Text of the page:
In the wake of the Phonak collapse, Hesjedal left Europe for the States. “It was like going to the minors,” he says. He signed with an American team called Health Net. But Christian Vande Velde, an American superstar who is Garmin-Cervélo’s stalwart veteran presence, points out something critical about that time: “When Ryder went back, he never gave up his apartment in Spain. That takes balls, man. It was a statement.” Hesjedal meant to return to the big leagues, on his own terms. “I just worked hard,” he tells me, “and created the right opportunities for myself. I didn’t sit somewhere cold and rainy in winter and say, ‘I gotta start training soon.’ ”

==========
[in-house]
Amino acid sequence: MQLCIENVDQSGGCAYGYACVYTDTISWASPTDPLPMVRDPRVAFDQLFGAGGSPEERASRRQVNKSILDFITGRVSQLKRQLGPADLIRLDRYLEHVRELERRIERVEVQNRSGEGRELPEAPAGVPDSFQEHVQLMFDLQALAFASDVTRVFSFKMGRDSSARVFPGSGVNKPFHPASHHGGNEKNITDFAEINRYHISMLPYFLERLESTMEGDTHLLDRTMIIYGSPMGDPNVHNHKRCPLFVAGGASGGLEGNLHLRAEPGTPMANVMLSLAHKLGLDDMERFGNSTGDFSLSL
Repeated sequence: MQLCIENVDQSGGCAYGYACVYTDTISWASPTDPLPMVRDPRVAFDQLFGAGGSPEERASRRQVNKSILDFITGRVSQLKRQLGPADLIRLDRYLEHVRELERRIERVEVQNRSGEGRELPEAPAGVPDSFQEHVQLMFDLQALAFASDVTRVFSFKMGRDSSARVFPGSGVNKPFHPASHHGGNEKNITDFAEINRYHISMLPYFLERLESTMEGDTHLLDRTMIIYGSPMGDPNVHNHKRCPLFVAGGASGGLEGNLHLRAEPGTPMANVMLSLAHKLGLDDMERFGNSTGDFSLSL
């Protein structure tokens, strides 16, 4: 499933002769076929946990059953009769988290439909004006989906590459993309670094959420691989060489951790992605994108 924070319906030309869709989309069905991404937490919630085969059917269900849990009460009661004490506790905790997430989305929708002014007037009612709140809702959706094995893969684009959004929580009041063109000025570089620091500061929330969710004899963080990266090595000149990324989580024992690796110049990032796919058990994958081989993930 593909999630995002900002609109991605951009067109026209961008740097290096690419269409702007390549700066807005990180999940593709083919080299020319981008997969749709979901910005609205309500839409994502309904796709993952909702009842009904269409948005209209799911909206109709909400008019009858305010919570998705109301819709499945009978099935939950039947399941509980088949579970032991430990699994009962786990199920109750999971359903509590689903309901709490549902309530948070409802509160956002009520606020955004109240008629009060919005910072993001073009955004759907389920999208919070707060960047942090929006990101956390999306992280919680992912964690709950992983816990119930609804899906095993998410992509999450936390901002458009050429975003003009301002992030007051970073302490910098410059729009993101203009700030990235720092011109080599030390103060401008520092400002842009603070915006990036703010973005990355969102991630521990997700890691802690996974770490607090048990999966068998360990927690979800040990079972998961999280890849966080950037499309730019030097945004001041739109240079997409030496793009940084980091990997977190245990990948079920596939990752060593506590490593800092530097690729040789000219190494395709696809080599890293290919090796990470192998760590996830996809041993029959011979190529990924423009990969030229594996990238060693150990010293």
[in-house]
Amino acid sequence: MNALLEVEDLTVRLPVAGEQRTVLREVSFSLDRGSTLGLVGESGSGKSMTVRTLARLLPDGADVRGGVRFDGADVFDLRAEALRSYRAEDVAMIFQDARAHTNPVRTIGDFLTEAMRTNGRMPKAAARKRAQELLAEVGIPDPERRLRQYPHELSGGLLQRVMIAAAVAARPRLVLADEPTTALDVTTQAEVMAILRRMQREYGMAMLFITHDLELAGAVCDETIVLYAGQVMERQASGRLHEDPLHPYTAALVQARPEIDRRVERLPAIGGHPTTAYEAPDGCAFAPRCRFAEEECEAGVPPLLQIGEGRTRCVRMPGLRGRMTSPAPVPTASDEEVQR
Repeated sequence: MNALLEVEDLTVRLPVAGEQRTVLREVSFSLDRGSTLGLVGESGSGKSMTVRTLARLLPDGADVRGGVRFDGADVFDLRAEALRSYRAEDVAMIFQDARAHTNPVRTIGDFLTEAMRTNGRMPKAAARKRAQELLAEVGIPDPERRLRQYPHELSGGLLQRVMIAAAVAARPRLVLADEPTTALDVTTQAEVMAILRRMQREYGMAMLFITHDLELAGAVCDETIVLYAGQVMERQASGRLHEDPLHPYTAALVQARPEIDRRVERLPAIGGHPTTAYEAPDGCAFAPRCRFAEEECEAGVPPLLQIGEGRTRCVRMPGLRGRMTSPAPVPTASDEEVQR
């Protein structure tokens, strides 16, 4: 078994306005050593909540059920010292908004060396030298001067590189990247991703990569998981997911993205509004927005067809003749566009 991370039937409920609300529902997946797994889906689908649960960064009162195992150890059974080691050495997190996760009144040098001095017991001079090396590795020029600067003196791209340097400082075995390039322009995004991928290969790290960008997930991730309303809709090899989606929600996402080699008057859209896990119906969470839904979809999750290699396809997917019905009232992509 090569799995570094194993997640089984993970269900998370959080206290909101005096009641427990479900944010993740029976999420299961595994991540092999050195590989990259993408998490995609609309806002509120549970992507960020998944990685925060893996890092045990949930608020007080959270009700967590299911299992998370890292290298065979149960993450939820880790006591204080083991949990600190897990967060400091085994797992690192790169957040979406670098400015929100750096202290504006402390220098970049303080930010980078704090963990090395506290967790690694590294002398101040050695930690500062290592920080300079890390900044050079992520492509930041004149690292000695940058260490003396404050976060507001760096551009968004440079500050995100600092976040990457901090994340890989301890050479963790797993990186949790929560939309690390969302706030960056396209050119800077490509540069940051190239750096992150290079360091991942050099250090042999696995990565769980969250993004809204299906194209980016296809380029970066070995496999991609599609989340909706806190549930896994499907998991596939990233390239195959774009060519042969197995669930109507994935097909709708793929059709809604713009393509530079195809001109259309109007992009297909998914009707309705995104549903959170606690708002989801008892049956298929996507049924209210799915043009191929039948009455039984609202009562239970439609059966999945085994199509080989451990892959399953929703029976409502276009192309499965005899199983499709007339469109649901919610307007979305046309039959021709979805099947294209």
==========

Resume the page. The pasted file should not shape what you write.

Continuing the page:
The right opportunity presented itself in Team Garmin, an outfit started by Jonathan Vaughters, who rode through the worst of the doping crisis; has contorted like a preteen Chinese gymnast around his own compromised record; and was determined to start a clean team—consequences, and potentially poor results, be damned. He gathered a group of untainted and semi-tainted pros, offered them contracts, and built the most stringent anti-doping test program anywhere in professional sport. While every UCI pro cyclist submits to baseline testing, and has a bio-passport with which his frequent test results must be consistent (that is, no bump-up in hemoglobin, which would suggest blood doping, or testosterone levels, which would mean juicing), Garmin riders are subject to an Orwellian program called Adam’s Whereabouts. Like lawyers, they have to account for, and explain, every minute of their existence. Three strikes and you’re out. If a tester shows up at your home and you’re not there to give blood, you’re done.